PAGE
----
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ABC of Power BI: ‘K’ is for KPI rethink


Continuing his ABC of Power BI series, Hugh Johnson gives four examples where Power BI may be able to give you deeper, more relevant, and timely insights than conventional KPIs.

17th Aug 2022
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Power BI provides extremely flexible ways to aggregate and summarise your accounting data and therefore new ways to calculate your key performance indicators (KPIs), or new variations of existing KPIs.

Finance KPIs that are taught as part of today’s MBA programmes are typically calculated from summary income statements, Bbalance sheets and cashflow statements. This is for a good reason, because very often it is the only information available. 

What would you change, though, if you had at your disposal a much more granular level of detail, with the power to analyse a company’s data by individual date, nominal code, customer account, or even transaction? Would you carry on as before, as you learned on your MBA programme, or would you seize the opportunity to reach for something a little more refined?

Here are four KPIs that you may want to rethink, depending on your specific situation.

Sales/gross margin performance

You will get the best insights into your true underlying sales and gross margin performance by aligning your measurement with the purchasing cycles of your customers, rather than the artificial fiscal periods of your company. You can of course incentivise your customers with discounts or other means to align their purchases with your fiscal time periods, but this is costly and your KPIs will be corrupted towards measuring your customers’ response to incentives rather than the underlying health of your business.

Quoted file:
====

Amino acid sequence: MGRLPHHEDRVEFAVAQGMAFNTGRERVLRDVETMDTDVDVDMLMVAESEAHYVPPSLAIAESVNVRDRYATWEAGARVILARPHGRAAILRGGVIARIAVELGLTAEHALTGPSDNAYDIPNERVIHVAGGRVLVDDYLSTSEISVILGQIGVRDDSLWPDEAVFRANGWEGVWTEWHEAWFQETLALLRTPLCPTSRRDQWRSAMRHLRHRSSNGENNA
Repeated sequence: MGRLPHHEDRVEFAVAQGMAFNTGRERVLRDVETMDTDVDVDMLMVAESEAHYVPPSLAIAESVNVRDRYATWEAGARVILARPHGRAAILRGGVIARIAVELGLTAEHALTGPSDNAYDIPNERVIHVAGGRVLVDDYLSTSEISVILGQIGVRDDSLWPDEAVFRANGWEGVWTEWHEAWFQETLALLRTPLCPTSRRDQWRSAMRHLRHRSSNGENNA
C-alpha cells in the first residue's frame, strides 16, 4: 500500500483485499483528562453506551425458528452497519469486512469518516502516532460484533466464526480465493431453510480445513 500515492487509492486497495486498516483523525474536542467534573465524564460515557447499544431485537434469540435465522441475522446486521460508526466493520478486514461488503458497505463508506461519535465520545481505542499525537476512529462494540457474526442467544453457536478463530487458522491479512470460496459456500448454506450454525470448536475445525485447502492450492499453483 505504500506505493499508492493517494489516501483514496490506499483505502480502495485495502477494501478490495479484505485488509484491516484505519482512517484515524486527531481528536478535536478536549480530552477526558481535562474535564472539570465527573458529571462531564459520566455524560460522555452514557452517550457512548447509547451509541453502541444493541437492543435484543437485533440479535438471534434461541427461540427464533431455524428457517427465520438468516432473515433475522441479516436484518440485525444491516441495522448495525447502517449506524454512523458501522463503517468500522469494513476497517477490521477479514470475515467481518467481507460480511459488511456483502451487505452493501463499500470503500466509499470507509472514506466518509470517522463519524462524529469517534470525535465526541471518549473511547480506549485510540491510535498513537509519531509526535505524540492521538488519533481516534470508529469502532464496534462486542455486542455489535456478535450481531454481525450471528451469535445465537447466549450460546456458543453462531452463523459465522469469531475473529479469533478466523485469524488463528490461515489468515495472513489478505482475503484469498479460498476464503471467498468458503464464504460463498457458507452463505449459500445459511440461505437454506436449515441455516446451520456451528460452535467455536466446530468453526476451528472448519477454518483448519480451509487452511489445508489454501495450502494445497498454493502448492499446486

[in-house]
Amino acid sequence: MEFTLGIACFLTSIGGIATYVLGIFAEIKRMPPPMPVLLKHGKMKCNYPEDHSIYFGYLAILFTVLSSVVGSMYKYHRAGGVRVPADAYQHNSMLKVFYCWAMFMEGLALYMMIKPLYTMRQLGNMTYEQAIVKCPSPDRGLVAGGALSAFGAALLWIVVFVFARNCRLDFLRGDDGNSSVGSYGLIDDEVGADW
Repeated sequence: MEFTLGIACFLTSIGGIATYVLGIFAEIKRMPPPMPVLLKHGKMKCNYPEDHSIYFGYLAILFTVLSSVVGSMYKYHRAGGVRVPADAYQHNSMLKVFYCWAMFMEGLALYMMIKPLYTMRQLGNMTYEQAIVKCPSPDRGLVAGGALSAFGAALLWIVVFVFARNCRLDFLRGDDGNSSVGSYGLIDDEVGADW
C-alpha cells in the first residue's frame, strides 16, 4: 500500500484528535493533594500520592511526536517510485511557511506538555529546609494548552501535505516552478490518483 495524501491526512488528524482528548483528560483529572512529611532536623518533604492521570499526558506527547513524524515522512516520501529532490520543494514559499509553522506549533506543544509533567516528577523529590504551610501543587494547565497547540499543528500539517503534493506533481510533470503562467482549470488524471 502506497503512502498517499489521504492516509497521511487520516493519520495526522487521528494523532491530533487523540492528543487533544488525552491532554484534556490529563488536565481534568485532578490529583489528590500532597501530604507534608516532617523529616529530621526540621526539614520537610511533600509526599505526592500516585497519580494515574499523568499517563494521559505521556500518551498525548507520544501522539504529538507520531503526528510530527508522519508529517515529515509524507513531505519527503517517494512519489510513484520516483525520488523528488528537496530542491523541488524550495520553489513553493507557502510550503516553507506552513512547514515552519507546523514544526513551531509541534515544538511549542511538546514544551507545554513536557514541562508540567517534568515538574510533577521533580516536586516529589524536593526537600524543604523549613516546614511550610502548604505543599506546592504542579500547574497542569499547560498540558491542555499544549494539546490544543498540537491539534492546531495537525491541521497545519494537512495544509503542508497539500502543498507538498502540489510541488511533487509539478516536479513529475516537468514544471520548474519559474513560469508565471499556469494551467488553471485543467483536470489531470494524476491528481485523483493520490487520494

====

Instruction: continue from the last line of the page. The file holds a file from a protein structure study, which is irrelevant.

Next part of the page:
It is common that customer buying patterns are weekly rather than monthly, particularly in the leisure and tourism, hospitality and retail sectors and the industries supplying them. In these cases, tracking sales/gross margin figures weekly, or per rolling x-week time period can be much more insightful than tracking them per calendar month. It is easy to set this up in Power BI, along with your monthly view that you may still need for statutory/other purposes. I have discussed this specific point in more detail here, and show an example where steady-state weekly sales and monthly overheads produced a 700% variation in net month-on-month profit.

Chart, histogramDescription automatically generated

Liquidity/working capital

Like ducks paddling like hell under water while maintaining a calm appearance above the surface, some companies have massive daily swings in their working capital requirement, only to finish the month in pretty much the same position as at the start. If your business is like this, then a monthly working capital KPI snapshot is not going to be very helpful. Instead, it might be more useful to track working capital daily, along with peaks, troughs, and trends. This is very simple to automate using a tool like Power BI.

Debtor days

The classic formula to calculate a company’s debtor days is the following:

Debtor days = (trade receivables ÷ annual credit sales) x 365

It is a nice, simple formula and can be used to calculate a year-end position for a company simply by extracting the input numbers from the income statement and balance sheet. It is a quick calculation to do on the back of an envelope based on a set of annual accounts.  

There are some drawbacks to this.

  1. The credit sales figure taken from the income statement is usually the net figure before VAT, whereas the trade receivables figure in the balance sheet will represent the gross figure, including VAT. If this difference is ignored, then any debtor days figure will be inflated by the ratio of gross sales/net sales (this could be up to 1.2 given the current UK VAT rates). A simple calculation to undo this will not work either unless all sales are at the same VAT rate.
  2. The formula assumes relatively steady-state monthly sales. If there is a sudden spike in sales just before the year end (this is common if you are incentivising your customers with year-end discounts), then the debtor days value will shoot up because of the higher receivables figure. This will happen with any sales increase and is of course misleading. The reverse problem applies if there is a slump in sales.
  3. The formula only works where individual transactions are not material to the total. It is therefore almost always unsuitable for calculating a debtor days value for an individual customer or a small customer group.